Edwards made an appointment with an orthopedic surgeon who specializes in wrist injuries, and after an MRI, she was informed the state of her tendons made surgery inevitable.

The doctor could not guarantee Edwards would ever be able to fully return to golf, but Edwards said her surgeon was confident the minimally invasive procedure was the best and only option if she wanted to keep playing.

“It was terrifying,” Edwards said, “but it was really my last shot.”

Devin underwent surgery on Sept. 25, 2015 and was left with a half-inch scar along the base of her left thumb, severing the tendon and clearing out torn tissue. For two months, her left hand and wrist were left immobile in a hard cast.

Eventually the cast came off, and after a few months of physical therapy, she was given clearance to try golfing again. In early January, Edwards held a golf club for the first time in four months. Edwards said 16 years of muscle memory melted away during that time, and the disconnect between her mind and body was mortifying.

But she was not alone through the recovery process. Edwards said she was comforted by the constant supervision of long-time swing coach Peter Murphy, who has worked with her since she was nine years old.

This time, instead of perfecting her swing, he was tasked with starting over and rebuilding Devin’s game from the ground up. Murphy said although Devin was scared and frustrated, the limitations of her wrist forced her to refine her fundamentals.

“She got to work on her technique a little bit more at a slower pace with specific short shots,” Murphy said. “This helped her not worry so much about the power aspect and fine-tune her mechanics.”

Murphy said Devin was a natural swinger with exceptional power, especially considering her petite frame. He said while not being necessarily strong, Devin’s ability to create swing speed lies in her flexibility, torqueing the club at extreme angles as she loads into her downswing.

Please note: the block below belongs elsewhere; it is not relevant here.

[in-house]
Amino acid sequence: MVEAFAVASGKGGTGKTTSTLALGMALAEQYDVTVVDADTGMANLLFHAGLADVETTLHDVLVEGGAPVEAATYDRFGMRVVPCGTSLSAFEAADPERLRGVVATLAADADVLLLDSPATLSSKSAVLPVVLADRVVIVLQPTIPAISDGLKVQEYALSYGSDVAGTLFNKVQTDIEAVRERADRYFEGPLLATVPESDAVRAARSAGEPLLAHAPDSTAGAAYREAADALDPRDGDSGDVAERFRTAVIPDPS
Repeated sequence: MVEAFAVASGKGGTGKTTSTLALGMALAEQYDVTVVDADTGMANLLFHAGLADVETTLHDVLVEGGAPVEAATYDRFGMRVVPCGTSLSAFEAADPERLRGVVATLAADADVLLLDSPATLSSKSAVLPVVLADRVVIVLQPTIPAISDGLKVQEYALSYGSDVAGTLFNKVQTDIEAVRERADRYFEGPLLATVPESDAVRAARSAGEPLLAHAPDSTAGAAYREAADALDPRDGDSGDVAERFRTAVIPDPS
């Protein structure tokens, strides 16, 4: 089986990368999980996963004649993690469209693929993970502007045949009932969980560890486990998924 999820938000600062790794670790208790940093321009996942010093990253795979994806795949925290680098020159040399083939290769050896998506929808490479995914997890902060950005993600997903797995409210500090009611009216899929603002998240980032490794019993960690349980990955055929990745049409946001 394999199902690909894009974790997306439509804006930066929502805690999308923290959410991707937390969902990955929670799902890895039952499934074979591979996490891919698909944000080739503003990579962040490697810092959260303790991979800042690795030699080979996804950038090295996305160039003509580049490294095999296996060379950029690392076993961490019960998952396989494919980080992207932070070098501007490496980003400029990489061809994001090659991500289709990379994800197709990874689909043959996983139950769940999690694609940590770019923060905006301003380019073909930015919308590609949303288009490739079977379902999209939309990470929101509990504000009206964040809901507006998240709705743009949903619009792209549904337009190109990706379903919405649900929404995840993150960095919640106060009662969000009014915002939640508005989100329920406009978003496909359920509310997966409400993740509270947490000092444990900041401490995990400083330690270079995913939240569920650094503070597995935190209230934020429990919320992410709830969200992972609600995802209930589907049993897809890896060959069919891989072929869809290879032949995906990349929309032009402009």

After he took the training wheels off, Murphy said Devin’s swing has not only recovered, but improved as well, increasing her average driving distance from 240 to nearly 260 yards. He said her redesigned swing now creates topspin, resulting in more fairway roll.

“My technique is at its peak now,” Edwards said. “I’m actually hitting the ball a little further. I just need to work on my course management and not getting exhausted on the course.”

Niemann said he believes she will be playing at a high level soon. While hopeful she can put together a solid tournament next week at the SMU Invitational in Dallas, he’s confident she’ll be back firing on all cylinders by the C-USA championship April 18 – 20.

“She’s a tough little cookie, and she’s just so competitive,” Niemann said. “I’d be shocked if she doesn’t do well.”

Edwards said she’s a different player than the freshman who took the course last year, crediting the surgery and the long journey back for making her a more nuanced player.

“Standing back, the surgery has been a little blessing in disguise,” Edwards said. “It’s helped me appreciate each little achievement. The biggest one is I’m able to play golf again, and I’m in little to no pain. There’s always something positive and there’s always something new to take away, no matter how I play.”

Featured Image: Sophomore Devin Edwards follows her ball after a swing during practice. Colin Mitchell | Senior Staff Photographer